Other Voices: It is love that transforms, not judgments
In the Gospel of Luke, Chapter 10, a lawyer asked Jesus how he could inherit eternal life. Jesus merely confirmed the answer he already knew: We are to love the Lord God with all of our hearts, soul, mind and strength and love our neighbor as we love ourselves. The lawyer went on to ask, “Who is our neighbor?” I believe that we cannot look into the eyes of another human being, and not see our neighbor looking back. I am your neighbor. Let me tell you more about myself
When I was 18, I prayed to receive Jesus as my savior. The Christian life was the center of my universe. I was the president of the Intervarsity Christian Fellowship at UC Irvine for two years, I led Bible studies and attended the first Calvary Chapel in Costa Mesa.
When I was 20 I committed what felt like the most horrendous sin imaginable. I had sex with a man. The experience sent me into a dark period of extreme guilt. It was at this time that I came to understand that I am gay.
The realization sent me into a period of intense self-loathing. Because of the attitudes in my church about sexual sins generally and homosexuality specifically, I did not feel free to discuss my situation with anyone. I prayed and I begged God to take the cup from my hand, so to speak. God never did.
I contemplated suicide but never gave up hope to the point of following through. I dated a woman and tried to establish a heterosexual lifestyle, but I continued to be plagued by my desires. Without support of the church I spent five years in a guilt-ridden struggle. My body and my emotions were telling me one thing and my faith was telling me another. When I finally did confess to people in my church, I was presented with doctrinal arguments about how wrong homosexuality is. I was made to feel inferior and confronted with dogma, devoid of compassion. The words fell on deaf ears.
I learned that all of the knowledge of the doctrines in the Bible mean nothing if they are not presented with love and compassion. Over time, my faith was whittled down. First, I lost any interest in being a part of a church, feeling little support but tons of judgment.
I tried to go it alone, assuming that I could maintain a personal relationship with Jesus and no church. Over time, my relationship with Jesus and my conception of Him and church morphed in a variety of ways. Today, I do not consider myself to be a Christian, and I see Jesus and the Bible as only metaphors, but not literal truth.
I want to make it clear to you that I have no interest or desire to change people’s beliefs about the propriety of homosexuality. But I would like others to consider the way that those views or attitudes manifest in the world and particularly in the minds and hearts of gay people.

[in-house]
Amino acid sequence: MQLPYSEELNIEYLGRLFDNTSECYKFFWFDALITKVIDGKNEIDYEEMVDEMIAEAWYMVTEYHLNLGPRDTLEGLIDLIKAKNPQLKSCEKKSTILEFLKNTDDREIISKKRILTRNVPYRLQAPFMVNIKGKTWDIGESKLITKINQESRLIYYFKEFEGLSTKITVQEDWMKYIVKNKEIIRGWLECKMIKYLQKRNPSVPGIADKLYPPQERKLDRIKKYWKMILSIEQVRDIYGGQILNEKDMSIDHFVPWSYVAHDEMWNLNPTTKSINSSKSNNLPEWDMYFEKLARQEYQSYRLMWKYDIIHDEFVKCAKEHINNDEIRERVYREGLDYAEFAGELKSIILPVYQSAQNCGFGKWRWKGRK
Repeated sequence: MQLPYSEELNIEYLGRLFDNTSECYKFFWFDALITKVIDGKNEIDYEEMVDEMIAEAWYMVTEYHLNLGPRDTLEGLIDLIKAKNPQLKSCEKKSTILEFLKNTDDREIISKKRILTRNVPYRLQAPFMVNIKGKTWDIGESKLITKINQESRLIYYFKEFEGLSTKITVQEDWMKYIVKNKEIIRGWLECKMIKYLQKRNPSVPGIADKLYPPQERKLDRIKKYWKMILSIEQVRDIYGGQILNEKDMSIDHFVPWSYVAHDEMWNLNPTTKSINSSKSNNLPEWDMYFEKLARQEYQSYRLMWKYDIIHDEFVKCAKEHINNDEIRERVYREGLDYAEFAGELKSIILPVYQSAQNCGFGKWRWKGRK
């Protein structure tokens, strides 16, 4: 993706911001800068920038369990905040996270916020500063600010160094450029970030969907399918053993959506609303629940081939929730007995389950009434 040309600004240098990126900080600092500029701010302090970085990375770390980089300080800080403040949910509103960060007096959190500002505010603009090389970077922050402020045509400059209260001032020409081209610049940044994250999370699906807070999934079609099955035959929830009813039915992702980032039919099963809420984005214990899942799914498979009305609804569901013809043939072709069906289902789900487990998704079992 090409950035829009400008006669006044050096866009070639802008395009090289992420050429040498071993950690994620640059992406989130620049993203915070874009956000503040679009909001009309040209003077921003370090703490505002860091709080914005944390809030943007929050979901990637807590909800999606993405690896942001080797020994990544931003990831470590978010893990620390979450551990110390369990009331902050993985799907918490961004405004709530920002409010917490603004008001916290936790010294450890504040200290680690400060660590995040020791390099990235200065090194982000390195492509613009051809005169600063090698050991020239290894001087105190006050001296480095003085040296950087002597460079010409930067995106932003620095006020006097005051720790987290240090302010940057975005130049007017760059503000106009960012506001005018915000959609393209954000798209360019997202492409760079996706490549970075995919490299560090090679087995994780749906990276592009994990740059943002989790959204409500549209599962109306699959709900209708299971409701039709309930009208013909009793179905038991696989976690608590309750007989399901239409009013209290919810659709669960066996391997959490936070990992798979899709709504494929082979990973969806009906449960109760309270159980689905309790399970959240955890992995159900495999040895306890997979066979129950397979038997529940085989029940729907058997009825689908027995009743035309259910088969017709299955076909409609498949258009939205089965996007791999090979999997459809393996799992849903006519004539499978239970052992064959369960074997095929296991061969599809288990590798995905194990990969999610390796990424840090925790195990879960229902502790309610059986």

Why does this matter?
The spread of HIV in our country is rising at a disproportionate rate among young gay men between the ages of 18 and 25. Why would a group of people, who are fully aware of how HIV is spread and how to prevent it, place themselves at risk? I think that the answer lies in the notion of self-esteem. If we do not love and respect ourselves, we will not protect ourselves. If we feel devalued this will be reflected in our behavior.
In our culture, gay men are made to feel devalued. They commit suicide at a rate that is higher than any other population. How much self-hatred does someone need to slit their wrist or put a gun to their head and pull the trigger, and why?
Perhaps because they hear messages of political efforts to eradicate gay unions, gay teachers, gay clubs and gay sex. These messages are often presented via legislative reform, or doctrinal analysis, with little or no foundation in care and compassion. The message that comes across is simple. Being gay is wrong, bad, evil, dirty, and sinful. This message, void of compassion, could only lead to an internalized self-hatred that in turn leads to poor choices and risky behavior.
In our culture, 82 percent of people identify themselves as Christian, so we need to look to the church to help change attitudes in our culture. Not necessarily by changing views on legislative reform or doctrinal analysis (although I would welcome an open debate on these issues) but by refocusing energies toward love and compassion as exemplified by Jesus himself.
It does not seem to me that Jesus’ quest was to make people more moral, or to point out their moral folly (with the exception of greed, which really seems to have set him off) but rather to love the un-lovely. It was the Pharisees who preached morality with no expression of love. But Jesus taught his followers to love the sinner regardless of the sin. It is love that transforms, not laws, rules, or judgments.
My question to you is, “Can you truly love the homosexuals?” If so, can you do it in a way that they feel your love and your love bears fruit in the life of others?
This letter is a plea for compassion. I know that the philosophy by which Christians live has its very foundations in compassion. Their god has shown them compassion enough to sacrifice his only son. Could those of you with children ever do that for someone else? Probably not, but could you love a young gay man so much that he feels your love and that your love makes him feel like he is a valuable member of the human race? It is my hope that you can.
Mark Schaefer lives in Penn Valley.
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